3D printing has promised makers endless freedom to create new products and daring designs, so why are we still seeing so many plastic cubes and double helixes? The technology can be a boon to designers, but according to Kwambio, a startup using an on-demand 3D printing model to make and sell home goods and jewelry, it may require an aesthetic upgrade. The New York-based manufacturer seeks to marry the best of technology with the best of design, curating a roster of unique ceramic and metal products that can quickly be printed, personalized and shipped, in effect becoming a new platform for American design and manufacturing. According to Creative Director Chad Phillips, whereas traditional companies may require 6 to 8 weeks to create a prototype, Kwambio's model allows it to turn an idea into a ready-to-ship product in the same amount of time.
"We want to change the paradigm of 3D printing," he says. "In some ways, it's like recreating the shop at the Cooper Hewitt Design Museum, but on demand."
Philips, who was the previously the director of retail at the Cooper Hewitt Smithsonian Design Museum and the creative director of the design-focused e-commerce site Fab.com, understands the market, and believes Kwambio can both improve the traditional retail model while changing the way people think about 3D printing.
The concept starts with curation. Philips has chosen a selection of work from American designers, from really minimal work, such as the jewelry of Mir Ett, to more experimental pieces, such as the material explorations of Chen Chen and Kai Williams, creating a "visually intriguing and exciting" catalog. The Kwambio platform gives designers numerous entry points: they can submit a model, CAD files, or even a sketch, which can be turned into printer-ready plans.
Pieces can then be printed on-demand by a network of printing partners (manufacturing is outsourced) in a variety of materials, such as ceramic, silver and bronze. As soon as a customer orders their piggy bank or jewelry, their product is made and shipped within two weeks. In addition to creating better-quality products, with smoother finishes, than many expect from 3D printing, the process also seeks to eliminate many of the pain points facing small retailers and designers.
Kwambio's system dispenses with the concept of excess inventory, which solves a big problem for scrappy online retailers who can't afford excess warehouse space. It allows independent designers to create small runs of their new items without needing to establish relationships with manufacturers, become experts in fabrication, and develop a supply chain. And, the process also allows for varying degrees of product personalization for customers. Right now, it's not much; for example, shoppers can choose which finish they want for a Mir Ett bracelet. As Kwambio's network grows and the technology improves, consumers will be able to alter the size or color of whatever they order and eventually, according to Phillips, they may even be able to add Instagram-like filters to the finish of a product, making it that much more unique.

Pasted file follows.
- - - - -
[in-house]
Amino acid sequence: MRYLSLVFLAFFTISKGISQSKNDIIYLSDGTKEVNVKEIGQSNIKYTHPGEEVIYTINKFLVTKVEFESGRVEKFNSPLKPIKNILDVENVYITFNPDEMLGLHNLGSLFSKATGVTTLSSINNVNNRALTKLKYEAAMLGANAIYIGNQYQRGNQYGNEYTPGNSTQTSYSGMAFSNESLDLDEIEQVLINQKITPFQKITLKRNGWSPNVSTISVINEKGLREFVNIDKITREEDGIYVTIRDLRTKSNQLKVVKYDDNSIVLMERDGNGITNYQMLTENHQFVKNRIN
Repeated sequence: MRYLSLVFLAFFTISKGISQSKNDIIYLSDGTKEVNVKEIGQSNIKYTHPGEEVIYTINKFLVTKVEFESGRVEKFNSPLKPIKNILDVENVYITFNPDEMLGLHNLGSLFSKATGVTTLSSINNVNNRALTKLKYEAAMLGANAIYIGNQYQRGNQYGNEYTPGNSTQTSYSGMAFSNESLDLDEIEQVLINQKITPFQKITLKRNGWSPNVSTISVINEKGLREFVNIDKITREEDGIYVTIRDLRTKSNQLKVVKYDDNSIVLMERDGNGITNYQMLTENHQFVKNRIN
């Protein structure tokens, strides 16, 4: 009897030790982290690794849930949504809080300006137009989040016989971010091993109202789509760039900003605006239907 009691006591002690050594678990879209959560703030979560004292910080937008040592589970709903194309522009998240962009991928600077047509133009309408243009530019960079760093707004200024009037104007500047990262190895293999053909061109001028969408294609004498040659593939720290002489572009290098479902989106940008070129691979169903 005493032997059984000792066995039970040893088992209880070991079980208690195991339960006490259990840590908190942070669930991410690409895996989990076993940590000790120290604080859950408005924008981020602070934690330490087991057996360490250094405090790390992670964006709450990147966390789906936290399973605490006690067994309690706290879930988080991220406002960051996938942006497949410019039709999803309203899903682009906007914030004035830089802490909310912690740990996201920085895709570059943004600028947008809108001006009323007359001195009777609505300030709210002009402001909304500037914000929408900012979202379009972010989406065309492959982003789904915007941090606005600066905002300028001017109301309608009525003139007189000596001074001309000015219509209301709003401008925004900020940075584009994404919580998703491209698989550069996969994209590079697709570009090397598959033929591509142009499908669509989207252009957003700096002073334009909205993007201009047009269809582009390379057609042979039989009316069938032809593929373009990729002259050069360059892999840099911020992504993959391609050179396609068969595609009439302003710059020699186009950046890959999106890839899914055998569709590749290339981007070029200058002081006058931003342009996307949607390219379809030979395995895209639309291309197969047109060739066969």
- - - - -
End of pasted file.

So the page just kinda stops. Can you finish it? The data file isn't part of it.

"This process can be a new form of American manufacturing for everyone," he says.
Going forward, Philips believes the rapid turn-around Kwambio can offer gives it numerous advantages and unique opportunities. The roster of designers and artisans will be expanded to include new up-and-coming names such as Dusen Dusen, Visibility and Farrah Sit. The startup wants to grow a B-to-B arm, helping small designers print out limited runs of products when needed. With such a nimble system, the company can rapidly test new designs and models to see what the market responds to and what sticks. As they grow, Philips says they're examining the idea of building their own printing facility and taking some of the manufacturing in house. The startup's name, Philips admits, doesn't really mean anything or have a specific origin. But he hopes over time, it can develop a positive, progressive association.
"We want to have a hand in helping change what you think of when you think of 3D printing," he says.
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